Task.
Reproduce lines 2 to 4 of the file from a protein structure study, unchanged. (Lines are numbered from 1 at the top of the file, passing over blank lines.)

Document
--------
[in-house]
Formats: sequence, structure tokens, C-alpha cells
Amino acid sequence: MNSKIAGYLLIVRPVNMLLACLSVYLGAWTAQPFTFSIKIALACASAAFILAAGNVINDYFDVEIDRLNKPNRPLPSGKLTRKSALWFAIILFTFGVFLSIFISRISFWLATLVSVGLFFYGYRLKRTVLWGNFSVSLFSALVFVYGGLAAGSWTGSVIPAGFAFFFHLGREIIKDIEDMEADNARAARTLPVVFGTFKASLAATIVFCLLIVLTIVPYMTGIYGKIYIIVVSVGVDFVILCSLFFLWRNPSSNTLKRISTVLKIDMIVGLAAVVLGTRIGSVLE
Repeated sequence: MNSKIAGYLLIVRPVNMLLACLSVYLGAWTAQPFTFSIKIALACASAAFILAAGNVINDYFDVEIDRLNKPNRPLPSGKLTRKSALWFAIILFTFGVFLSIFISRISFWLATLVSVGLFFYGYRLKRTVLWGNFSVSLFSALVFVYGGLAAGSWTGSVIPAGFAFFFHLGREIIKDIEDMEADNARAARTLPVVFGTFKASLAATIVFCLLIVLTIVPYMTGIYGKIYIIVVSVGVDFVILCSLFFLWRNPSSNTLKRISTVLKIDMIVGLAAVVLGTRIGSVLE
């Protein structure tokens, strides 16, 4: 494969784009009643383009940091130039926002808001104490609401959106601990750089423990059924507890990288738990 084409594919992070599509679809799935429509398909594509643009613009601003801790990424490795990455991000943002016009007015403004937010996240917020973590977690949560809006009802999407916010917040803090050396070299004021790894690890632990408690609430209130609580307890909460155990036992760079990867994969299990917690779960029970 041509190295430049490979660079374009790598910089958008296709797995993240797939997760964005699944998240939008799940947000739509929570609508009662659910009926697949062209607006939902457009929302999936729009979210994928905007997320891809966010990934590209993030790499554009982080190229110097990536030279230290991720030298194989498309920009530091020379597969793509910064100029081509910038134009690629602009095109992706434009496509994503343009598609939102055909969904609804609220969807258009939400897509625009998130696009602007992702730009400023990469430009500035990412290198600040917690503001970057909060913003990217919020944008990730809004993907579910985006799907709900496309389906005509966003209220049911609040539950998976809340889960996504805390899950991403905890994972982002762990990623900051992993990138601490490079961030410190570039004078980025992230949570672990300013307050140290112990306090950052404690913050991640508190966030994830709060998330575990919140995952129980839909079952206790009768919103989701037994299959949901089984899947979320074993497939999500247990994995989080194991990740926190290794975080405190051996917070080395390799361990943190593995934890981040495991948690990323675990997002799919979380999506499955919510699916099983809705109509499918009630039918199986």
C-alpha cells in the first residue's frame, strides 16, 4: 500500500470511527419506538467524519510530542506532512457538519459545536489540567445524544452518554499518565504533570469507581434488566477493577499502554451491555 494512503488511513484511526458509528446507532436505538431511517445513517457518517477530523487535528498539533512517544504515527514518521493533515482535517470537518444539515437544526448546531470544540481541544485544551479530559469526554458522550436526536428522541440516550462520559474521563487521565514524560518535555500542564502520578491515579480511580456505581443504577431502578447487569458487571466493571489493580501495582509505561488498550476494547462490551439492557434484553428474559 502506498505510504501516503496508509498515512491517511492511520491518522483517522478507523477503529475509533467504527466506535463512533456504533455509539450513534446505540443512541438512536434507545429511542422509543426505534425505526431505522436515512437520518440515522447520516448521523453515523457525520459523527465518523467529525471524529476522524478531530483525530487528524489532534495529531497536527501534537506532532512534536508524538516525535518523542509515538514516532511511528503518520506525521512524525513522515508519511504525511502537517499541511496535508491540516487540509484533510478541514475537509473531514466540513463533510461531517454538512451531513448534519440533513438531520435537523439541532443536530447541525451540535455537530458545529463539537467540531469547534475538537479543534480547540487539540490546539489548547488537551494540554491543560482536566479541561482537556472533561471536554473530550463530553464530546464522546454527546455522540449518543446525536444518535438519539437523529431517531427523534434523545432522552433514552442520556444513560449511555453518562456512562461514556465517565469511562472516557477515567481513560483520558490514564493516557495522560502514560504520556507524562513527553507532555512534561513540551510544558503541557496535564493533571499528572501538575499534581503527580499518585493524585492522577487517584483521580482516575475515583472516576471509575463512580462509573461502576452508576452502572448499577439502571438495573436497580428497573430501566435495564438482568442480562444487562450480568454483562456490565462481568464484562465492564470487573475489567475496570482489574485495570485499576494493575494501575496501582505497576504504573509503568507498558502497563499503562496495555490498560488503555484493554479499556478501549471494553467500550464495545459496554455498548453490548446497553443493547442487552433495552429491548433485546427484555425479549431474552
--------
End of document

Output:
Formats: sequence, structure tokens, C-alpha cells
Amino acid sequence: MNSKIAGYLLIVRPVNMLLACLSVYLGAWTAQPFTFSIKIALACASAAFILAAGNVINDYFDVEIDRLNKPNRPLPSGKLTRKSALWFAIILFTFGVFLSIFISRISFWLATLVSVGLFFYGYRLKRTVLWGNFSVSLFSALVFVYGGLAAGSWTGSVIPAGFAFFFHLGREIIKDIEDMEADNARAARTLPVVFGTFKASLAATIVFCLLIVLTIVPYMTGIYGKIYIIVVSVGVDFVILCSLFFLWRNPSSNTLKRISTVLKIDMIVGLAAVVLGTRIGSVLE
Repeated sequence: MNSKIAGYLLIVRPVNMLLACLSVYLGAWTAQPFTFSIKIALACASAAFILAAGNVINDYFDVEIDRLNKPNRPLPSGKLTRKSALWFAIILFTFGVFLSIFISRISFWLATLVSVGLFFYGYRLKRTVLWGNFSVSLFSALVFVYGGLAAGSWTGSVIPAGFAFFFHLGREIIKDIEDMEADNARAARTLPVVFGTFKASLAATIVFCLLIVLTIVPYMTGIYGKIYIIVVSVGVDFVILCSLFFLWRNPSSNTLKRISTVLKIDMIVGLAAVVLGTRIGSVLE